The TPP is a controversial trade deal by Pacific countries. Here is what supporters and opponents think of it.
US President-elect Donald Trump has vowed to quit a proposed 12-country free-trade bloc – the Trans-Pacific Partnership (TPP) – and renegotiate other trade deals upon entering the White House.
Trump called the TPP “a potential disaster” for the US in a social media video message published late on Monday, pledging instead to negotiate “fair bilateral trade deals that bring jobs and industry back onto American shores”.
Although the TPP terms were settled more than a year ago, the pact was never taken up by US Republican leaders in Congress, in part because of anti-free-trade rhetoric in the presidential campaign.
Trump’s comments would appear to snuff out any hopes among other TPP countries that the pact championed by President Barack Obama could be revived under the new administration.
Al Jazeera’s Kimberly Halkett, reporting from Washington DC, said not only Donald Trump supporters but other Americans would be “pretty happy” about the development.
“A lot of people in this country are very concerned about the TPP namely for two reasons,” she said. “First because it was negotiated in secret, and even more so because there is this view that it favours corporations. Having said that, there is a lot of detail in that agreement that many Americans are not aware of.”
The Trans-Pacific Partnership is one of the most ambitious free trade pacts ever negotiated.
It brings together the diverse economies of Australia, Brunei, Canada, Chile, Japan, Malaysia, Mexico, New Zealand, Peru, Singapore, the United States and Vietnam – and accounts for a whopping 40 percent of the global economy.
Japan reacted with restraint on Tuesday, with Chief Cabinet Secretary Yoshihide Suga telling a news conference in Tokyo the protectionist US Republican “has not yet taken office, and the government would like to refrain from commenting on each and every one of his remarks”.
Nonetheless, he conceded TPP “has no meaning without the United States”.
In Australia, Prime Minister Malcolm Turnbull seemed reluctant to give up on the trade deal, which he said is “manifestly in our interest”.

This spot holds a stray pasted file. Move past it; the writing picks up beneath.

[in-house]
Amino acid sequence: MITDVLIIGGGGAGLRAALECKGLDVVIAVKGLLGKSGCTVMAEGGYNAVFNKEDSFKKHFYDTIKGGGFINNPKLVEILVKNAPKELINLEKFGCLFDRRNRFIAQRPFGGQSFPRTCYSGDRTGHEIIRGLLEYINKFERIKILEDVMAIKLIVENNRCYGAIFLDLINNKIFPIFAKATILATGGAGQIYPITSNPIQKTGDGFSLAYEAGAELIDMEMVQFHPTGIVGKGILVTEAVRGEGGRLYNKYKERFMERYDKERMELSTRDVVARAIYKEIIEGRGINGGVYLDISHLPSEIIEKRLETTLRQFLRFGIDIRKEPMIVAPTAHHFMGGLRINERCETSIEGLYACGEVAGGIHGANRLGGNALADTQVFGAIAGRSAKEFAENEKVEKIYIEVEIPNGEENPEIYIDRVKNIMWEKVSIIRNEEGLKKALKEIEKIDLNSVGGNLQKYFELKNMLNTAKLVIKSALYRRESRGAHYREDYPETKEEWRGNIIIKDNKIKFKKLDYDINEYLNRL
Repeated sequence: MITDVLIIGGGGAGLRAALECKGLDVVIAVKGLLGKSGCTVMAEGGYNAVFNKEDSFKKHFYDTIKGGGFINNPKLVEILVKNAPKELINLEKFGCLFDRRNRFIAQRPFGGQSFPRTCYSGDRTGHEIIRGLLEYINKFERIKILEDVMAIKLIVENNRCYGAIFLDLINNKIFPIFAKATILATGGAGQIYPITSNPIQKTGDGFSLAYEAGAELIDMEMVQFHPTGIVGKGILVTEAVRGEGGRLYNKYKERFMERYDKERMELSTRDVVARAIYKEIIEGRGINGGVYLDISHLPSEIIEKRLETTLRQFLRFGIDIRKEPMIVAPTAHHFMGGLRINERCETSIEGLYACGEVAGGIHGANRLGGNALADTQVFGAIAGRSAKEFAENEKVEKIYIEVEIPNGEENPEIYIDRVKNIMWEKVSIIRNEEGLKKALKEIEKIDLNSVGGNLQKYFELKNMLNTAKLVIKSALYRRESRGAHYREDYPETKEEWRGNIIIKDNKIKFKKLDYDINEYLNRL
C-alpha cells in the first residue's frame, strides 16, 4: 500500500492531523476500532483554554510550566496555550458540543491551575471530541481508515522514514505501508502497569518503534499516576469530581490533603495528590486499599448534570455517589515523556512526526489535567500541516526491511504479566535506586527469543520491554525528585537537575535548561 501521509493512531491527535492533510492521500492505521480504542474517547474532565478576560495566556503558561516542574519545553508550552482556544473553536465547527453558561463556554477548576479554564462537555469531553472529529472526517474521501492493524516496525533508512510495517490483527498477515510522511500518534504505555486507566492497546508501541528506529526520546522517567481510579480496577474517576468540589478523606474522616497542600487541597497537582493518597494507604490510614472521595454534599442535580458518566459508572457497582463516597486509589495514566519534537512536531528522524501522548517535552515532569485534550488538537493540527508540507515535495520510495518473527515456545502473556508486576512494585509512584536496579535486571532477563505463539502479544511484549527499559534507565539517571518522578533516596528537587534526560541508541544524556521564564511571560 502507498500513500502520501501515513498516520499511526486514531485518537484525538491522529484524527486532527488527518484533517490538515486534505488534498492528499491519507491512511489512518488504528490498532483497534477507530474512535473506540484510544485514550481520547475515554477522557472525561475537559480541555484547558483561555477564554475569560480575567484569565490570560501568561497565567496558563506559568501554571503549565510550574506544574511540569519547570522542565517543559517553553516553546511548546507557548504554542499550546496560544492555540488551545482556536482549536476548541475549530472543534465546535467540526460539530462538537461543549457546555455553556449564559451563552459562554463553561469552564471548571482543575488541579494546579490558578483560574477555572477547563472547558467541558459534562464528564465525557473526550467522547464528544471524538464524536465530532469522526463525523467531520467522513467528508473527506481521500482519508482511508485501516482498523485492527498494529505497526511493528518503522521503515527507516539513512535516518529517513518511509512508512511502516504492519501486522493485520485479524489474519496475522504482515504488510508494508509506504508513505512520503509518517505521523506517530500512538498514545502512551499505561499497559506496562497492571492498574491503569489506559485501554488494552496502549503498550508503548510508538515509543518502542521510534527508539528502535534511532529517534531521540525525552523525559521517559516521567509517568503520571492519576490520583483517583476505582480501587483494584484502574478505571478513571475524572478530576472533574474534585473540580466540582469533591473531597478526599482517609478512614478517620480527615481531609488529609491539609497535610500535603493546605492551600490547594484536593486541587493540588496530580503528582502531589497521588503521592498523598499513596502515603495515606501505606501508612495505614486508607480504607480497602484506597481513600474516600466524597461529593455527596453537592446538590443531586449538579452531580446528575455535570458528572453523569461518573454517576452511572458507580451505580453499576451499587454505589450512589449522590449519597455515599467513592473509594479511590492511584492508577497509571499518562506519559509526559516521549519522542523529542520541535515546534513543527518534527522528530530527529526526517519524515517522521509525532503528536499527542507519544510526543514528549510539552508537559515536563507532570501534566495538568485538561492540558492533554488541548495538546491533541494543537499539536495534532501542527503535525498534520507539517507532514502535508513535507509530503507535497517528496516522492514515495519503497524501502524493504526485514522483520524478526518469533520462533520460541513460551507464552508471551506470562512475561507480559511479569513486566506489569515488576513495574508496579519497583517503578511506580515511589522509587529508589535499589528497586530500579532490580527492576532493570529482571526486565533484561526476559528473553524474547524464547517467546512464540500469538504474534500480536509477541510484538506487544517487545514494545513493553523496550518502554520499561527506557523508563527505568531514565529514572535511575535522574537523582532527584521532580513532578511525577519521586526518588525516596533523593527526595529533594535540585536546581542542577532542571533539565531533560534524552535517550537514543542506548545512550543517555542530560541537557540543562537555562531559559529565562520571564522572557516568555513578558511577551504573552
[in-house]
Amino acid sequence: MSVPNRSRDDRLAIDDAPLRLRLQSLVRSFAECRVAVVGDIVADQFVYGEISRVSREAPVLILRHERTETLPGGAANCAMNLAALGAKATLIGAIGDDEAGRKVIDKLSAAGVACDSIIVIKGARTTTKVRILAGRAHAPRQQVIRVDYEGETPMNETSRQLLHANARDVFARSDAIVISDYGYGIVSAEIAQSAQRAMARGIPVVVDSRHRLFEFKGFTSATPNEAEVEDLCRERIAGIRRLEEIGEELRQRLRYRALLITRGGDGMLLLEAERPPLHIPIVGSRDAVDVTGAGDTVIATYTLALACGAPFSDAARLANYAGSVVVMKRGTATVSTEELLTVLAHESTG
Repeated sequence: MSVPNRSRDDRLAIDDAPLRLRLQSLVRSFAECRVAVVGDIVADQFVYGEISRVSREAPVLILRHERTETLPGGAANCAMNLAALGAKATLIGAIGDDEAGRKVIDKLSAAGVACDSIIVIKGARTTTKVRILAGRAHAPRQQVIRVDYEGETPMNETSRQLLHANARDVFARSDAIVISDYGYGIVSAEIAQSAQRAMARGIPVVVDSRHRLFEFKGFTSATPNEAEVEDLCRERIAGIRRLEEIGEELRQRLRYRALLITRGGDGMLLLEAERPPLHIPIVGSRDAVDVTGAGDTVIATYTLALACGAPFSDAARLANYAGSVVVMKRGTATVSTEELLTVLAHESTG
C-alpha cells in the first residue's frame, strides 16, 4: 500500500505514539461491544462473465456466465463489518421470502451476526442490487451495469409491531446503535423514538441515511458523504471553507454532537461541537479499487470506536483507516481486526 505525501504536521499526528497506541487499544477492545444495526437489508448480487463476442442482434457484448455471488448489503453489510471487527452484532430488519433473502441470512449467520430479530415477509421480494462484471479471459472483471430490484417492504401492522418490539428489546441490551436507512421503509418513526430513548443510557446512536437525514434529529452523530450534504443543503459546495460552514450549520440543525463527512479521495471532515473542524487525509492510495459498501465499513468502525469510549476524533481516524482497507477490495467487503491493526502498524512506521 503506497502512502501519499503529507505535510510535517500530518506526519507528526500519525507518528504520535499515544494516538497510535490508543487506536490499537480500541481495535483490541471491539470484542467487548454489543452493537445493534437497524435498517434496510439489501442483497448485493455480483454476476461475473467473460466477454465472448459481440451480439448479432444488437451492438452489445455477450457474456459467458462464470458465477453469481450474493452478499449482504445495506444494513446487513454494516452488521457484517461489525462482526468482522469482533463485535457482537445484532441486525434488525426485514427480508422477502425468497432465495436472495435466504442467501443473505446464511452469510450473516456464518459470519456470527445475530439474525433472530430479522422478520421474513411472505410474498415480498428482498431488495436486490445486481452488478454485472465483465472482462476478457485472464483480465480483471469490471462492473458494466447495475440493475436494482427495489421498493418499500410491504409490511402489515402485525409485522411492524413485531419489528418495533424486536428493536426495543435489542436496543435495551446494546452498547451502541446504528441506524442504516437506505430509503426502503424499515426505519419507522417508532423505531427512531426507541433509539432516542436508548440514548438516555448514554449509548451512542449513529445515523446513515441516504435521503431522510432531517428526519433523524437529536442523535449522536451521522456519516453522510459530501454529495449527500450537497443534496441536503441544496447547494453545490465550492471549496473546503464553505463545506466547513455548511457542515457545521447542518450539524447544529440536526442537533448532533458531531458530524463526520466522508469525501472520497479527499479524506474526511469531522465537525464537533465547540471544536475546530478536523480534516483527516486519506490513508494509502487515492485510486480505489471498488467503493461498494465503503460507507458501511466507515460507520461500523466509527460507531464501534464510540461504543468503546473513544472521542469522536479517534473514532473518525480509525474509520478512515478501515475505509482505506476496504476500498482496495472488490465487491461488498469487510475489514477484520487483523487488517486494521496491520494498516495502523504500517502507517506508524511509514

“We believe, as do the other the 11 nations who are parties to the TPP [that] it is an important strategic commitment,” he said. “Time will tell to what extent the US will engage with the TPP or an evolved version of the trade pact.”
New Zealand’s Prime Minister John Key voiced disappointment and expressed hope for the possibility of the bloc going forward without the US.
“There are a lot of alternatives that are available. One is that the other 11 countries go forward. But we can’t control that process,” he said.
Meanwhile, the development raised hopes for a rival deal that is backed by China – the world’s second-largest economy – which was excluded from TPP.
Beijing said it hopes for “early results” in negotiations for the Regional Comprehensive Economic Partnership (RCEP) – a giant Asian trade pact.
“Now we hope that such negotiations can achieve early results,” said Chinese foreign ministry spokesman Geng Shuang.
RCEP brings together 10 members of the Southeast Asian grouping ASEAN, plus China, India, Japan, South Korea, Australia and New Zealand, but notably excludes the US.
Trump also vowed on Monday to renegotiate the 22-year-old North American Free Trade Agreement (NAFTA) with Canada and Mexico to make it “a lot better” for American workers .
He said if the deal could not be improved to his liking, the US would leave NAFTA. But he said little about what improvements he wanted, apart from halting the migration of US factories and jobs to Mexico.